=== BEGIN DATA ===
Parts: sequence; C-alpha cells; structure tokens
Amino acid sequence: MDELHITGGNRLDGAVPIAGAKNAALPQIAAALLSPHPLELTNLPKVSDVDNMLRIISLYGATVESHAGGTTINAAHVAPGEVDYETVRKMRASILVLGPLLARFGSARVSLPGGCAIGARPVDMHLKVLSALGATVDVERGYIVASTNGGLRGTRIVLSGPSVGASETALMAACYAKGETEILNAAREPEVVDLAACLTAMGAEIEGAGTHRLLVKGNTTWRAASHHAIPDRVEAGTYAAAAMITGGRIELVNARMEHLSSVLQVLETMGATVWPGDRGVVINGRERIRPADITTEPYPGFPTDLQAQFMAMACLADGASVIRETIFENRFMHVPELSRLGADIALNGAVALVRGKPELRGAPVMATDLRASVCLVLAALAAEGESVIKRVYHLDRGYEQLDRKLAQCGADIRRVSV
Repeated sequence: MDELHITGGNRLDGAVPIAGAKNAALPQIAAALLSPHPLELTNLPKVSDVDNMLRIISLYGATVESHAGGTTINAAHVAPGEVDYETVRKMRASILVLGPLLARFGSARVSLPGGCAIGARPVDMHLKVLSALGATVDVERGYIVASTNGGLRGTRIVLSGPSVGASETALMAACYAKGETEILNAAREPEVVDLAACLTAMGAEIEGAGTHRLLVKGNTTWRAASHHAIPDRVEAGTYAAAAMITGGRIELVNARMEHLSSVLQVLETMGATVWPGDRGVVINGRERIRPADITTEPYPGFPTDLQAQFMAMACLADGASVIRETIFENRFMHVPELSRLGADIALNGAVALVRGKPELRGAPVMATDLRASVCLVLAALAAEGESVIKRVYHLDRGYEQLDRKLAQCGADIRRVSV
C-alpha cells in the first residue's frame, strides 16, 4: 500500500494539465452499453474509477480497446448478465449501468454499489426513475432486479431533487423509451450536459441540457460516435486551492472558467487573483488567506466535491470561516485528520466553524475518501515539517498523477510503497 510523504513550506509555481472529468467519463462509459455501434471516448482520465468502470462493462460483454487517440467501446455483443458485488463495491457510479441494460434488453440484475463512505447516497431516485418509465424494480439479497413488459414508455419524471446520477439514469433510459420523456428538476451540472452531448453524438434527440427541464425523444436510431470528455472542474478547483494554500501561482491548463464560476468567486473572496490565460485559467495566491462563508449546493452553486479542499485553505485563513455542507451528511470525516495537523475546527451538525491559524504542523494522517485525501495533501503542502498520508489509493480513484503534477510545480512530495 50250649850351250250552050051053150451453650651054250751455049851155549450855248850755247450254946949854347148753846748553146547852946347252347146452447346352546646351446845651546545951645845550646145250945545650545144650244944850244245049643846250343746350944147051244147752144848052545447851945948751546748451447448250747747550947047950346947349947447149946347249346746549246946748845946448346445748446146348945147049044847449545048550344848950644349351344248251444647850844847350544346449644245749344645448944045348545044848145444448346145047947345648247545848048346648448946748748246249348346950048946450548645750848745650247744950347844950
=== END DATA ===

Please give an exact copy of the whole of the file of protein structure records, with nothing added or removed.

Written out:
Parts: sequence; C-alpha cells; structure tokens
Amino acid sequence: MDELHITGGNRLDGAVPIAGAKNAALPQIAAALLSPHPLELTNLPKVSDVDNMLRIISLYGATVESHAGGTTINAAHVAPGEVDYETVRKMRASILVLGPLLARFGSARVSLPGGCAIGARPVDMHLKVLSALGATVDVERGYIVASTNGGLRGTRIVLSGPSVGASETALMAACYAKGETEILNAAREPEVVDLAACLTAMGAEIEGAGTHRLLVKGNTTWRAASHHAIPDRVEAGTYAAAAMITGGRIELVNARMEHLSSVLQVLETMGATVWPGDRGVVINGRERIRPADITTEPYPGFPTDLQAQFMAMACLADGASVIRETIFENRFMHVPELSRLGADIALNGAVALVRGKPELRGAPVMATDLRASVCLVLAALAAEGESVIKRVYHLDRGYEQLDRKLAQCGADIRRVSV
Repeated sequence: MDELHITGGNRLDGAVPIAGAKNAALPQIAAALLSPHPLELTNLPKVSDVDNMLRIISLYGATVESHAGGTTINAAHVAPGEVDYETVRKMRASILVLGPLLARFGSARVSLPGGCAIGARPVDMHLKVLSALGATVDVERGYIVASTNGGLRGTRIVLSGPSVGASETALMAACYAKGETEILNAAREPEVVDLAACLTAMGAEIEGAGTHRLLVKGNTTWRAASHHAIPDRVEAGTYAAAAMITGGRIELVNARMEHLSSVLQVLETMGATVWPGDRGVVINGRERIRPADITTEPYPGFPTDLQAQFMAMACLADGASVIRETIFENRFMHVPELSRLGADIALNGAVALVRGKPELRGAPVMATDLRASVCLVLAALAAEGESVIKRVYHLDRGYEQLDRKLAQCGADIRRVSV
C-alpha cells in the first residue's frame, strides 16, 4: 500500500494539465452499453474509477480497446448478465449501468454499489426513475432486479431533487423509451450536459441540457460516435486551492472558467487573483488567506466535491470561516485528520466553524475518501515539517498523477510503497 510523504513550506509555481472529468467519463462509459455501434471516448482520465468502470462493462460483454487517440467501446455483443458485488463495491457510479441494460434488453440484475463512505447516497431516485418509465424494480439479497413488459414508455419524471446520477439514469433510459420523456428538476451540472452531448453524438434527440427541464425523444436510431470528455472542474478547483494554500501561482491548463464560476468567486473572496490565460485559467495566491462563508449546493452553486479542499485553505485563513455542507451528511470525516495537523475546527451538525491559524504542523494522517485525501495533501503542502498520508489509493480513484503534477510545480512530495 50250649850351250250552050051053150451453650651054250751455049851155549450855248850755247450254946949854347148753846748553146547852946347252347146452447346352546646351446845651546545951645845550646145250945545650545144650244944850244245049643846250343746350944147051244147752144848052545447851945948751546748451447448250747747550947047950346947349947447149946347249346746549246946748845946448346445748446146348945147049044847449545048550344848950644349351344248251444647850844847350544346449644245749344645448944045348545044848145444448346145047947345648247545848048346648448946748748246249348346950048946450548645750848745650247744950347844950